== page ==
Judy Darcy, B.C.’s new Minister of Mental Health and Addiction Services, was in the Cowichan valley on Aug. 28. (File photo)

Judy Darcy, B.C.’s new Minister of Mental Health and Addiction Services, was in the Cowichan valley on Aug. 28. (File photo)

Minister defends plans for overdose prevention site

Judy Darcy visits Valley as part of provincial tour

Judy Darcy wants people to recognize the fact that those suffering with drug addictions and mental health issues are “everyone’s family” and society has a part to play to help them.

Darcy, B.C.’s new Minister of Mental Health and Addiction Services in the fledgling ministry, was in the Cowichan Valley on Aug. 28 as part of a provincial tour.

She said she met with local municipal officials as part of her tour and discussed plans to establish a temporary overdose prevention site in the Valley, which has seen up to 20 deaths due to drug overdoses since 2012.

Under the drug emergency that was called last year, Island Health has the authority to establish overdose prevention sites anywhere they feel they are needed, regardless of the views of local governments and the public.

There are currently six of the sites on the Island that are intended to work with the drug users in an attempt to keep them from overdosing, and also to try to wean them from the drugs and turn their lives around.

Island Health has said it intends to establish a site in the Valley this summer, but finding a location that suits everyone is proving problematic.


“I emphasized (to municipal officials) that people are crying out for these services, and our job is to take the lead in this crisis and build a support system for these people that reflects the importance it deserves,” Darcy said.

“But we need to save lives before these people can begin long-term treatment for their issues. It’s a fact that nobody has ever died in an overdose prevention site.”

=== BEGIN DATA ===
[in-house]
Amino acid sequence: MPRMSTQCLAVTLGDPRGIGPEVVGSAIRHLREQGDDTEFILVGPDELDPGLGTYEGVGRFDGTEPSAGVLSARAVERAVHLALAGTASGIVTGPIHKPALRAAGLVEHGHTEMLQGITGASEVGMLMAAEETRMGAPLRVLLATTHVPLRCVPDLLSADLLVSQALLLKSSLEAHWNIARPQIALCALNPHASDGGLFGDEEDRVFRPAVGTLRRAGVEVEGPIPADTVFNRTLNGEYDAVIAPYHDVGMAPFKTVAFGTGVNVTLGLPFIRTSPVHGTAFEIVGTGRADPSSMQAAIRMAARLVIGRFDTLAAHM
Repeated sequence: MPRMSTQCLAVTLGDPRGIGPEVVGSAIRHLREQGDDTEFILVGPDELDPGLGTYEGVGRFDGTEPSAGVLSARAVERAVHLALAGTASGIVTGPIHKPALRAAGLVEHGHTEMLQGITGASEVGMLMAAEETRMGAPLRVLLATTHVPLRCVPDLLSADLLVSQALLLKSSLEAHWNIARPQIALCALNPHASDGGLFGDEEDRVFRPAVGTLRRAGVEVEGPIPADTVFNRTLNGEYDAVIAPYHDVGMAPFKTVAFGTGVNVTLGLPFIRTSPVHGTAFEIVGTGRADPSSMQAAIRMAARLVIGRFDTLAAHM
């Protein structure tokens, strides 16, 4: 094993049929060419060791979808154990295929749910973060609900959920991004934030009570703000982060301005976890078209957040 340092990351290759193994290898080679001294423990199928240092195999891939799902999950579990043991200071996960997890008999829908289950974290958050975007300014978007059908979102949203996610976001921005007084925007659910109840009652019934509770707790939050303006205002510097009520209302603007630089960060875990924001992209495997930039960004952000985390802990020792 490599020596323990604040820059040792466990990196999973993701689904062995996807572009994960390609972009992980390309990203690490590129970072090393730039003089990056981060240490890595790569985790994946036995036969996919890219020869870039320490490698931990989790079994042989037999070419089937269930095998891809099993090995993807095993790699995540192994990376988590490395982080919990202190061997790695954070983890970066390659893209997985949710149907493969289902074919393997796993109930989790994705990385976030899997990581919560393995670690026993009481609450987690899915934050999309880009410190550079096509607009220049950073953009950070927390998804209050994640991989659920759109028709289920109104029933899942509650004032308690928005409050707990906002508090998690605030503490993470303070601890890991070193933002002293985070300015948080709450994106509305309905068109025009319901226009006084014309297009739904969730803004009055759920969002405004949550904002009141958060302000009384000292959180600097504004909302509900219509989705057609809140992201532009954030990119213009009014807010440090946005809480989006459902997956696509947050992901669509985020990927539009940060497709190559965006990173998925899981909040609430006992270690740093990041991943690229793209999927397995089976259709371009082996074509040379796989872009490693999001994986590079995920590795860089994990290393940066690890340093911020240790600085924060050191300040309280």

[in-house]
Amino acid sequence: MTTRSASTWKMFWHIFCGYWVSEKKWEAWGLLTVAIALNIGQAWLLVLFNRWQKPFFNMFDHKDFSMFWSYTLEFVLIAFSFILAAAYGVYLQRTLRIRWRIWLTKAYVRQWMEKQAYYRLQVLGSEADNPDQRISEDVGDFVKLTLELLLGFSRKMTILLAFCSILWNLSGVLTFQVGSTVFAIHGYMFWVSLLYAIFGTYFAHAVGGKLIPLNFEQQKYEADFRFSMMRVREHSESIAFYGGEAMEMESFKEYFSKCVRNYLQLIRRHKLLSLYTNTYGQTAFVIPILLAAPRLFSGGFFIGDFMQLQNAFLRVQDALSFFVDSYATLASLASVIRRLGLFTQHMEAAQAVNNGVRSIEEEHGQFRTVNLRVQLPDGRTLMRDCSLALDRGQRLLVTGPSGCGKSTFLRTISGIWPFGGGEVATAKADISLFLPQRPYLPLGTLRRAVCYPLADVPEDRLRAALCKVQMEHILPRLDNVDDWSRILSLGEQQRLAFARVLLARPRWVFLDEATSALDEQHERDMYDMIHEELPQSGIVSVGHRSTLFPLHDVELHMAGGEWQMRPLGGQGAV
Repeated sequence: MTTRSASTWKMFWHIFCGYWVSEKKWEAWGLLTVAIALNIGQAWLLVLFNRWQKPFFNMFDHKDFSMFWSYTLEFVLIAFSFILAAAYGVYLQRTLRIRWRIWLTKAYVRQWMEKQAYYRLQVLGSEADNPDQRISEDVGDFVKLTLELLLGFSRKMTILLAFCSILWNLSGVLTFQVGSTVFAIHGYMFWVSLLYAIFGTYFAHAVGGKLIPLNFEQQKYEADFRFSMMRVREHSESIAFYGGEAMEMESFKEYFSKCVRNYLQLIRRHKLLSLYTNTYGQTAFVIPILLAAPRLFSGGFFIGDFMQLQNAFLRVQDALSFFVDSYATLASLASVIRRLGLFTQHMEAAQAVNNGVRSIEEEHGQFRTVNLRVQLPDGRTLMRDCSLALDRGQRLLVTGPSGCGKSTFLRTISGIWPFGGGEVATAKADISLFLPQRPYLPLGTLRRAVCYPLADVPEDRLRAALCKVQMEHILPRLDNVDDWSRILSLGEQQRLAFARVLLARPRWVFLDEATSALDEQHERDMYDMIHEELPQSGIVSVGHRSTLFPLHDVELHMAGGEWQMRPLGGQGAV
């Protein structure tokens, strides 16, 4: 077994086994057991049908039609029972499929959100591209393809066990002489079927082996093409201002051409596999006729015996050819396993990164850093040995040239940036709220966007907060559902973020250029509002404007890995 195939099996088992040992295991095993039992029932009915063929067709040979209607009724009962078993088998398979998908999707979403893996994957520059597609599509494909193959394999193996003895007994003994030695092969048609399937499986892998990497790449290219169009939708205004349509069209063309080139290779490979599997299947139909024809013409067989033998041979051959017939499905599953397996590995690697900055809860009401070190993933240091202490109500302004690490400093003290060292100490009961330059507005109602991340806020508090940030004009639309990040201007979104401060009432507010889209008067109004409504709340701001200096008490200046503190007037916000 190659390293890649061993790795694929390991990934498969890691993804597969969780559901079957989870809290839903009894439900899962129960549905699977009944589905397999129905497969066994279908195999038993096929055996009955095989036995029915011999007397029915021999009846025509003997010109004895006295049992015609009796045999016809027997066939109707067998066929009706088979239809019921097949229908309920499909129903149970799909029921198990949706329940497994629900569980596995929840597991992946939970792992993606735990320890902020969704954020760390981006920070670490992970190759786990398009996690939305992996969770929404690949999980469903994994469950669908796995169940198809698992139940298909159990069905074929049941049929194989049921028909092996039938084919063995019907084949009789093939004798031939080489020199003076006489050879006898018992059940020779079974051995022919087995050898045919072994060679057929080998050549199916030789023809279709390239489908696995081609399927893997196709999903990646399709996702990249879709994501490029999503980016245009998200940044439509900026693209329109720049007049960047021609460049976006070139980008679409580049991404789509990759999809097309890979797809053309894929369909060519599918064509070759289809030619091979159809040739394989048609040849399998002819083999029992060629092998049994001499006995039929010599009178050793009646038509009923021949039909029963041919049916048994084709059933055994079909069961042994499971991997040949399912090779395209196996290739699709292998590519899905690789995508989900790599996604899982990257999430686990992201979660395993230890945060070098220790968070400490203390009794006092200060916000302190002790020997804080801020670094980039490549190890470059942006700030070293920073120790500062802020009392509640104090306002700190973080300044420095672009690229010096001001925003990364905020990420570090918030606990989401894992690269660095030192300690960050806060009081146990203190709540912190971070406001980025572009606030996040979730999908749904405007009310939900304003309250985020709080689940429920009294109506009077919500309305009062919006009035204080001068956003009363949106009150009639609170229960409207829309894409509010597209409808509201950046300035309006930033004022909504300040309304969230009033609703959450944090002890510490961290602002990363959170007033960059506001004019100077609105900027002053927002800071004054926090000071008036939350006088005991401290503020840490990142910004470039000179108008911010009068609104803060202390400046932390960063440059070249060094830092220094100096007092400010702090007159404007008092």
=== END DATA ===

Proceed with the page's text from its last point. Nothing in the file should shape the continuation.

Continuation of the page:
But, Darcy said, people suffering from mental health and addiction issues have to face society’s stereotypes of how they became the way they are.

She said the vast majority of those she has spoken to over the years who face these issues point out that they often begin with pain medications from injuries sustained at work, which led to a downward spiral in their lives.

“These people come across the spectrum, and include construction workers, loggers and professional people, as well as recreational drug users,” Darcy said. “They are everyone’s family, in fact one of five families in B.C. face addiction and/or mental health issues, and we’re developing an action plan that we intend to introduce this fall to try to help them.”

Darcy said she heard some “powerful stories” during her visit to the Valley and concerns about the lack of programs and facilities in the area to help deal with the issues.

But she commended Warmland House and the Cowichan Tribes Health Centre for their “incredible work”.

She said both institutions have had great successes in turning lives around and connecting people to other services to help through their problems and issues.

“For people to get on the path to health and wellness, they need proper housing, employment and other supports to change from hopelessness to hope,” she said.

“The Cowichan Tribes faced many suicides among the youth a number of years ago that was so bad that a public health emergency was declared, and the First Nation has done great work since then to support their youth through after school and other programs.”

But Darcy said issues among First Nations go back many generations and many of them are connected to the trauma that resulted from the residential schools.

“There’s no doubt there are still big gaps in the system, and we’re exploring ways to best deal with them,” she said.